“The School”


I’ve been apartment-hunting for the past four days. I guess it’s one of the most exhausting things people will have to get used to in their younger age. But then I’m glad now that I can choose and afford a place of my own.

So anyway, I was reading this short story on my ipad on one of the house-viewing occasions: “The School” by Donald Barthelme. You can read it through on here: <http://www.npr.org/programs/death/readings/stories/bart.html>. It was a pretty short read, but one that has stuck in my mind for days; I could say it was the scariest thing I’d read for a while now though I couldn’t precisely explain why.

To be specific, “The School” isn’t exactly a thriller, not a flesh and blood, Stephen King’s type of horror, but one that pierces and clenches onto one’s living soul just as well. The story starts with this class of thirty children and their subsequently “failed” experiments, told from the adult vantage point of the teacher. Every time the experiment goes ruined, the children find themselves witnessing a kind of death: of their orange trees, of the herb gardens, the snakes, a puppy named after their teacher, a Korean orphan and two of their friends. It is as surreal as I love it to be and yet deeply horrifying: There was no violent physical confrontation, no brains smashing on the concrete or splendid crimson blood spattering on walls or children’s bodies splayed piecewise; the students watch death creeping on the hinges of their lives with eyes of surprisingly uncontrived curiosity and indifference.

The things that die show to be more and more significant each time: a plant, a small animal, a larger animal, a distant friend and then close classmates, as if mirroring the typical order one experiences losses in life: from the little things to larger, more meaningful existences. Its inevitability can leave one deprived and hopeless about life or the future, but it doesn’t for the people in this story. The children grow “curiouser and curiouser” and has somewhat learnt to enjoy the spectacle of life as it is. I think that was exactly what shocked me in my first read.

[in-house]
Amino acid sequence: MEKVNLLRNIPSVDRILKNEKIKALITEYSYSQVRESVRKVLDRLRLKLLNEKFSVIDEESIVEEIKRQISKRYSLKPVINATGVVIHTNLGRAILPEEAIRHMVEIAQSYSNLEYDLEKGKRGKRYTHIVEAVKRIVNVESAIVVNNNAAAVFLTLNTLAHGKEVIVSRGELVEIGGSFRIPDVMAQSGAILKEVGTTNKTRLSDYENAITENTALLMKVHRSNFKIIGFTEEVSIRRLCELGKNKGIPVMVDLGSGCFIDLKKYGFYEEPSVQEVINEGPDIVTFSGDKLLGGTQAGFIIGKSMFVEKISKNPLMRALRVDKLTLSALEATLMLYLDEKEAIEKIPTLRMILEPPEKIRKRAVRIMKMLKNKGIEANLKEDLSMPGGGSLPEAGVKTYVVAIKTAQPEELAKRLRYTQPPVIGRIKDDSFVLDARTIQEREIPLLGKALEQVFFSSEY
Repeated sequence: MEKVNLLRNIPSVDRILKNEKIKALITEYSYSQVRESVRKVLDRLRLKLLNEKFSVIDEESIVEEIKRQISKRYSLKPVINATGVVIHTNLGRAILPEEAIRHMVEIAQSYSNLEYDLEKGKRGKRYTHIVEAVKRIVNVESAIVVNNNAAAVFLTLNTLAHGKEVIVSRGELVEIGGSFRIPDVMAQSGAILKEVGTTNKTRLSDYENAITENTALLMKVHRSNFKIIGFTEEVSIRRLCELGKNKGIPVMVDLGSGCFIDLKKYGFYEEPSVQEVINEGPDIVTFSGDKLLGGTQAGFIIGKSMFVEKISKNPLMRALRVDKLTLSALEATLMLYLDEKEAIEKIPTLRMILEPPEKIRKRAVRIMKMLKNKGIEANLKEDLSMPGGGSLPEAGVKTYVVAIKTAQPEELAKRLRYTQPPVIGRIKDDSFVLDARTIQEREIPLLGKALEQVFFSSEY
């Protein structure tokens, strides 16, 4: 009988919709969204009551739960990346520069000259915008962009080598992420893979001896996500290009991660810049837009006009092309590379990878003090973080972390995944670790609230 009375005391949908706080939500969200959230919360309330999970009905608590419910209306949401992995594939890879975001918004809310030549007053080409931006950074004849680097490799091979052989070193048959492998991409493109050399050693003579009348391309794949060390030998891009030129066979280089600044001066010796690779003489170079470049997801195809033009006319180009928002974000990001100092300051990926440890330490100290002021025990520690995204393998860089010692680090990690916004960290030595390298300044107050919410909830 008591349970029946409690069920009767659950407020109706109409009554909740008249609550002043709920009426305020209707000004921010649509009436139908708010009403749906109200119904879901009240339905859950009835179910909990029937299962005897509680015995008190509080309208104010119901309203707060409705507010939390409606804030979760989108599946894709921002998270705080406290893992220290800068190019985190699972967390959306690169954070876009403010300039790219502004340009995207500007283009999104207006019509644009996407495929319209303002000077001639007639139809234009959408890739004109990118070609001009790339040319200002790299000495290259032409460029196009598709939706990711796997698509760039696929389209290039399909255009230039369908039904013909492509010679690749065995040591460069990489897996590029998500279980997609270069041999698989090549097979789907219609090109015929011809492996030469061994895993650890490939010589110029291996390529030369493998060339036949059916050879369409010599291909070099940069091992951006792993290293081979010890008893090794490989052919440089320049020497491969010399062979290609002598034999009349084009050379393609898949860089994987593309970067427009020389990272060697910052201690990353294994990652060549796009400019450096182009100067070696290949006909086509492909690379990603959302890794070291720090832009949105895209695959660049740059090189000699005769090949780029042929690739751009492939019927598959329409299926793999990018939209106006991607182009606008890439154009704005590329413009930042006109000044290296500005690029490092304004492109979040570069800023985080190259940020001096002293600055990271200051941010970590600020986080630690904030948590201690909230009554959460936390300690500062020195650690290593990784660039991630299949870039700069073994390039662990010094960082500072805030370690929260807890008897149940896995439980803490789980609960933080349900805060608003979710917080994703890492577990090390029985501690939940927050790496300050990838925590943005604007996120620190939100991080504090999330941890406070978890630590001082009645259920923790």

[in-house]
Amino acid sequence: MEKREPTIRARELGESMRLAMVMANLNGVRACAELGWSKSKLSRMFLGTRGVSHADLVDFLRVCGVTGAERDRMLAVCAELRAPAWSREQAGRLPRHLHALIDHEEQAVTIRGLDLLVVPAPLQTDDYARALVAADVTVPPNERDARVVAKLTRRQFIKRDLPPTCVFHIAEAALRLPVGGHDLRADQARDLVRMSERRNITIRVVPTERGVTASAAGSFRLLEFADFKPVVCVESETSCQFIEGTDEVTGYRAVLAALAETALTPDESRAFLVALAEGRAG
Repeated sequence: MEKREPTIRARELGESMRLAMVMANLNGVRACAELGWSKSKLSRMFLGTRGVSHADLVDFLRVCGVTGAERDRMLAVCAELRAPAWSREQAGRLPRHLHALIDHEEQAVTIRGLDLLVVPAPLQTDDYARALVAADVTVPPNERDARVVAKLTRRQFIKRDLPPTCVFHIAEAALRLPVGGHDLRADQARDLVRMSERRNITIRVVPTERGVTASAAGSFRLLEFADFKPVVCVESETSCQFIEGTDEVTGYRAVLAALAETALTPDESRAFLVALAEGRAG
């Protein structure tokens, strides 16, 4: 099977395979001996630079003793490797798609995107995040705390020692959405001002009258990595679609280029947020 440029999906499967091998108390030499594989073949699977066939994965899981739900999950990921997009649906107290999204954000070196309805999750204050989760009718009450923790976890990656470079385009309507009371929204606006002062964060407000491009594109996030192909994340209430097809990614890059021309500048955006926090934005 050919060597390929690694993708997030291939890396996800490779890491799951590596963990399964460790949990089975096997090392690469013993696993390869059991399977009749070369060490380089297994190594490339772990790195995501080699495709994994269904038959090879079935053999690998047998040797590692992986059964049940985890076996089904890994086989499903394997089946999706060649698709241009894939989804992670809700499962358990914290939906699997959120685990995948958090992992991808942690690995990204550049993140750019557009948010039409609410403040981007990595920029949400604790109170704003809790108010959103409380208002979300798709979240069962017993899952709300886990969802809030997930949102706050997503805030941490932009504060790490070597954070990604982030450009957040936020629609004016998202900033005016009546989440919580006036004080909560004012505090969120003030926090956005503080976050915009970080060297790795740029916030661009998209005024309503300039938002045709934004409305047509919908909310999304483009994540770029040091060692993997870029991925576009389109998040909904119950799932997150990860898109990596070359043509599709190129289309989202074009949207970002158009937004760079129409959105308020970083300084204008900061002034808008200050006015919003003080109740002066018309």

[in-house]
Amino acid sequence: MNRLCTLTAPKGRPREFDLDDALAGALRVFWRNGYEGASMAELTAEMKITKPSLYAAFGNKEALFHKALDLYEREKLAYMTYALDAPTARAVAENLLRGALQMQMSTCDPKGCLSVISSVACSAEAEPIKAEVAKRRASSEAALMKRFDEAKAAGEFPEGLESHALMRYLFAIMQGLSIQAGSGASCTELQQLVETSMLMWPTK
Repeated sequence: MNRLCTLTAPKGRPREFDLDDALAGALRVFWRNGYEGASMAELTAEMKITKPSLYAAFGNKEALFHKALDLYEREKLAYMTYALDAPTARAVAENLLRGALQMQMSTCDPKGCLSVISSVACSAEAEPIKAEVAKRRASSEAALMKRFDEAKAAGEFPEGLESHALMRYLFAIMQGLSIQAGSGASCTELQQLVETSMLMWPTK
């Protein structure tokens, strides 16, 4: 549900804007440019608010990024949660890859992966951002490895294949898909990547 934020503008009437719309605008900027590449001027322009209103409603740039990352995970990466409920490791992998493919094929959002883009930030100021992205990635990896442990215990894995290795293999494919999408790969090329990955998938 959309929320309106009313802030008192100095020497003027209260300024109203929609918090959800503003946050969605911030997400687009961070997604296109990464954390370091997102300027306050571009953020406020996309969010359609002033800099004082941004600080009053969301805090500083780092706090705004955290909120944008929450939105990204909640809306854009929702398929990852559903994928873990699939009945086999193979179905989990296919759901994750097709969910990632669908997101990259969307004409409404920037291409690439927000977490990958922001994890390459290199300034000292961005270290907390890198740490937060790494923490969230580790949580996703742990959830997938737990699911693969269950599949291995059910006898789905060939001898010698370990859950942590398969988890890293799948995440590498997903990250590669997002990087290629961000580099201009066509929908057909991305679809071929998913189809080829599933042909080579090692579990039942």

“Then there was a knock on the door, I opened the door, and the new gerbil walked in. The children cheered wildly.” The story ends in a circle and the students find their new distraction, as a way to carry on. There’s this sense of something slipping away, something precious and a deep grief rippling from beneath the façade of indifference of the bewildered narrator.


I remembered a blogger mentioning the “loss of innocence” as displayed by the children’s indifference to deaths and losses; I partially agreed, for this story is about the loss of innocence of the children as much as it is of the adults, of us, the readers.

It is established from the beginning, through the narrator’s tone, that the audience takes the vantage point of an adult, assuming adults’ thoughts and beliefs. In our minds, children are innocent, or we simply would like them to be. We projected ourselves on this group of thirty students and they represent that part of us that we would like to be protected, that room we would like to keep impeccable, so that we can take shelter in it.

I guess the reason why this story is scary to me is that it seems to scratch at that fundamental idea buried deep in my consciousness. In that shapeless room, children are surrounded by deaths, vulnerable and exposed to the adults’ “reality” that we know and suffer. They are unprotected and their surrounding world seems blank. The introduction of this idea through Barthelme’s surreal plot makes us feel confronted and vulnerable; and our sole shelter taken away from us.

A few also has suggested that this story is about hope, but I doubt it. Anyway, I’ve only scratched on the surface of its meaning and I really hope to come back at it again in the future.  Currently, I’m a little curious and surprised as to why this story isn’t named “The Classroom” instead.


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